Orbital Cellulitis in Cancer Patients

Fig. 13.1
Orbital cellulitis in a cancer patient after a sinus surgery. A 69-year-old woman presented to our service with swelling, decreased visual acuity, and pain in the right eye. She had a history of a recurrent atypical pituitary macroadenoma with extension into the sinuses and CREST (calcinosis, Raynaud phenomenon, esophageal dysmotility, sclerodactyly, and telangiectasia) syndrome. She had undergone multiple surgical resections and received a total of 70 Gy of radiation. On examination , she was afebrile, the visual acuity was 20/60 in the right eye (compared with 20/25 at baseline), and there was a positive afferent pupillary defect. The patient had right eye proptosis, upper eyelid ptosis, restriction in movements, and pain in all directions of gaze (a, b). Ocular examination revealed conjunctival chemosis; there were no other intraocular findings. A laboratory work-up revealed leukocytosis (leukocyte count, 17.6 × 109/L) and an absolute neutrophil count of 14.2 × 109/L. Computed tomography showed right eye proptosis, periocular soft tissue thickening (c, arrow), intraorbital fat stranding (d, asterisk), enlargement of the extraocular muscles (d, arrow), and a bony defect in the medial wall from a previous sinus surgery (d). The patient was treated with broad-spectrum systemic antibiotics and antifungals, and the orbital cellulitis gradually resolved over 13 days of treatment


Fig. 13.2
Orbital cellulitis in a cancer patient treated with chemotherapy. A 56-year-old woman with lung adenocarcinoma treated with local resection, radiation therapy, and chemotherapy presented to our service with worsening left eye irritation and progressive swelling during chemotherapy. On examination , she was afebrile, the best corrected visual acuity was 20/40 (compared with 20/25 at baseline), and the patient had full color vision and no afferent pupillary defect. The patient had left eye periocular edema and erythema with upper eyelid ptosis. She had left eye hypoglobus and proptosis of 2 mm compared to the right eye. Prominent conjunctival chemosis was noted with conjunctival exposure on eyelid closure (a). Extraocular movements were restricted in all directions of gaze; no further findings were noted on dilated fundus examination. A laboratory work-up demonstrated white blood cell count within normal limits. Computed tomography showed left eye proptosis and hypoglobus, periocular soft tissue thickening, induration and stranding of the intraconal fat (asterisk), and abnormal enhancement of the extraocular muscles (b). The patient was treated with broad-spectrum antibiotics, and clinical improvement was noted after 6 days

We also routinely obtain a consultation from an ear, nose, and throat specialist to make sure that nasal endoscopy is performed to rule out obvious fungal sinusitis.

Clinical Findings in Cancer Patients with Orbital Cellulitis

The clinical examination findings in cancer patients with orbital cellulitis may be similar to the findings in patients with orbital cellulitis in the general population and often include fever, periorbital soft tissue edema, erythema, warmth, tenderness, upper eyelid ptosis, chemosis, limitation of and/or pain with extraocular motility, and proptosis (Figs. 13.1a, b and 13.2a). Deeper orbital soft tissue involvement (postseptal involvement) may be accompanied by gradual visual loss, but in the absence of an orbital abscess, acute optic nerve compromise is unlikely. Since neutropenia is common in cancer patients, inflammatory signs in cancer patients with orbital cellulitis may be less severe than inflammatory signs in immunocompetent patients with orbital cellulitis.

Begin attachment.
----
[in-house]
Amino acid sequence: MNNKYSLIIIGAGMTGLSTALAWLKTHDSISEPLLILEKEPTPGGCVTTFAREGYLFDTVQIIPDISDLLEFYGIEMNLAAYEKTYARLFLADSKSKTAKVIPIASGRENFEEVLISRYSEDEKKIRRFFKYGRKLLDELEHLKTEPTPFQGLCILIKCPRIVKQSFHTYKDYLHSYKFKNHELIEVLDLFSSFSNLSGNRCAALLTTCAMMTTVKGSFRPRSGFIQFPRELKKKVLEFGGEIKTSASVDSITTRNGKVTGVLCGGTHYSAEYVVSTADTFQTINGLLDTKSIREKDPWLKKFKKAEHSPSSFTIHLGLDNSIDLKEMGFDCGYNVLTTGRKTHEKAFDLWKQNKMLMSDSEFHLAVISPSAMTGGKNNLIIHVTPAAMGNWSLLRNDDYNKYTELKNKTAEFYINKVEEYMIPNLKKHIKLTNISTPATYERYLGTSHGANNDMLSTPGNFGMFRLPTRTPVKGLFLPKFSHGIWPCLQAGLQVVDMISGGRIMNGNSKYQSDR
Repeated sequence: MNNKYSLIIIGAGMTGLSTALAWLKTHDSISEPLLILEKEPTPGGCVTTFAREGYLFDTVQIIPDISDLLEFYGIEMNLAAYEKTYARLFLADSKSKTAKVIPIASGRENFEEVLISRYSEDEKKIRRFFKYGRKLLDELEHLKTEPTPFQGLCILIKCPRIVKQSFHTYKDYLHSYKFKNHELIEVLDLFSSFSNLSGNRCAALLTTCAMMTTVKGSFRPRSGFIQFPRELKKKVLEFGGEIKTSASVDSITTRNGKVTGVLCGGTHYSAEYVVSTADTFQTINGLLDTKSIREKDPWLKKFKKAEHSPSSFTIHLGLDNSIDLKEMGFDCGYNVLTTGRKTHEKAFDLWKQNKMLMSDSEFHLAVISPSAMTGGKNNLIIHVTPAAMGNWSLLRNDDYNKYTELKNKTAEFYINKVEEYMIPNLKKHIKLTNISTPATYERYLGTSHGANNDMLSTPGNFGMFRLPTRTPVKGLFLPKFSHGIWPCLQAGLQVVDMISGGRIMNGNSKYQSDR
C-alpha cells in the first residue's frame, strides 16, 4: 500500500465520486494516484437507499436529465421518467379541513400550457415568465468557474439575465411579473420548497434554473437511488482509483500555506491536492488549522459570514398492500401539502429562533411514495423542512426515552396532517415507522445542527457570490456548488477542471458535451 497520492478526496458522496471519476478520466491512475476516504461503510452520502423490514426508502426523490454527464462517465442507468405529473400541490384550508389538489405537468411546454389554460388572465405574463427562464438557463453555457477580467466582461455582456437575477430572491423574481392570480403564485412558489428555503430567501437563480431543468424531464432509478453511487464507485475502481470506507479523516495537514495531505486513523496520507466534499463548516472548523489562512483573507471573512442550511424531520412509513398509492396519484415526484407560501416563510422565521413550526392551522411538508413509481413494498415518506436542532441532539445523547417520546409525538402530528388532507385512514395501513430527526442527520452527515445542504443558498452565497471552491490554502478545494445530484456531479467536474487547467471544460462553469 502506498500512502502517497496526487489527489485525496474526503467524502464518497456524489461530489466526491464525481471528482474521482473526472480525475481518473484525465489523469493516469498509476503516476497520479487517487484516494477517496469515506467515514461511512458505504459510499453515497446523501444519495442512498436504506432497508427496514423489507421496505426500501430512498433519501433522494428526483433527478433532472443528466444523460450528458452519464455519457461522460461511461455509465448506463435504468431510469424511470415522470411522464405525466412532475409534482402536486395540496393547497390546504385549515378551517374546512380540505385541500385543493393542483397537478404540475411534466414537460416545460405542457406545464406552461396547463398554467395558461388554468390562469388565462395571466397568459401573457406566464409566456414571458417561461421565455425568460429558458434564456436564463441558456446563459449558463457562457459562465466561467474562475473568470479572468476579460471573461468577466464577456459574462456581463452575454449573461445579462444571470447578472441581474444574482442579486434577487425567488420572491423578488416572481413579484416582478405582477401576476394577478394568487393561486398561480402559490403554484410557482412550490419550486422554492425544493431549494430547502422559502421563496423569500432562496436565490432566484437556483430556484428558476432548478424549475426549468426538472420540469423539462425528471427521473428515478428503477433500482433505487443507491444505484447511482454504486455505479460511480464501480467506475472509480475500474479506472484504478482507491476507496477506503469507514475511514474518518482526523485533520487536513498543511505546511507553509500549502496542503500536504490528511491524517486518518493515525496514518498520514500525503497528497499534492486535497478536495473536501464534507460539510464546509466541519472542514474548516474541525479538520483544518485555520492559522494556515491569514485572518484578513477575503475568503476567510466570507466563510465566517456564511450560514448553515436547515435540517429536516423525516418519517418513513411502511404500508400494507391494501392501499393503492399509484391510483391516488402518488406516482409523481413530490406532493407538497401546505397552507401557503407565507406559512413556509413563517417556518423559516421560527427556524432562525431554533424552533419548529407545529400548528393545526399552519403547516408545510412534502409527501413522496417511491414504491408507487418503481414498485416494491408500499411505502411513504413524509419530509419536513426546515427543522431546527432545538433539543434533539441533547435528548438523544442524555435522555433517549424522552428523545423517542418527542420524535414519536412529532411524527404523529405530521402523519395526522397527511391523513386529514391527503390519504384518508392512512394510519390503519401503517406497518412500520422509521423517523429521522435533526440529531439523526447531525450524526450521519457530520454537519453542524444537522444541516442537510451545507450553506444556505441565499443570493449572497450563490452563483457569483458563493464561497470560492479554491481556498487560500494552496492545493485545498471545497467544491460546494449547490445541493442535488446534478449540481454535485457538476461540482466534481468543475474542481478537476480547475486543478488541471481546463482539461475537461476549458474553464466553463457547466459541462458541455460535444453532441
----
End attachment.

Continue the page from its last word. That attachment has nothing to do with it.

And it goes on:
The physician should assess functionality of all orbital structures, including the optic nerve (by testing for visual acuity, pupillary reaction, color vision, and visual field); motor cranial nerves III, IV, and VI (by testing for limitation in ductions); and sensory cranial nerves V1 and V2 (by testing for hypoesthesia of the cornea and periocular skin). A full ophthalmic examination including dilated fundoscopy should be performed with special attention to the optic disk and engorgement of venous vessels. Neurological signs and symptoms, such as headache, meningismus, multiple cranial neuropathies, and progression to involve the contralateral side, seizures, focal neurological deficits, and altered mental status, should alert the clinician to the possibility of intracranial involvement. In cancer patients, all these signs and symptoms should be sought. Further work-up and close monitoring are recommended even in patients with only preseptal signs without evidence of orbital involvement because patients with cancer and orbital cellulitis are prone to more rapid deterioration than is observed in patients without cancer.

Progression of Orbital Cellulitis to Orbital Abscess

The frequency of abscess in patients with orbital cellulitis is a subject of debate. One paper in the literature proposes immunocompromise as a risk factor for progression of paranasal or orbital cellulitis to the development of an abscess; however, the paper provides no data to support the claim [21]. Interestingly, in a review by the senior author (B.E.) of radiographic studies in all cancer patients treated for orbital cellulitis at our tertiary cancer center over the past 10 years, no classic subperiosteal orbital abscess was found (unpublished data). The rarity of progression of orbital cellulitis to orbital abscess may be due to an alteration in the normal function of the immune system and lack of a robust inflammatory response to infectious agents in cancer patients. One study of the milieu of cytokines expressed in children with orbital cellulitis with a subperiosteal abscess revealed elevation in interleukin-1 (IL-1), IL-1 receptor antagonist, IL-6, and tumor necrosis factor as significant components [22]. In cancer patients, changes in cellular physiology due to immune suppression may affect the expression of these inflammatory mediators and other cytokines, and this phenomenon may explain the rarity of orbital abscesses in the setting of orbital cellulitis in cancer patients.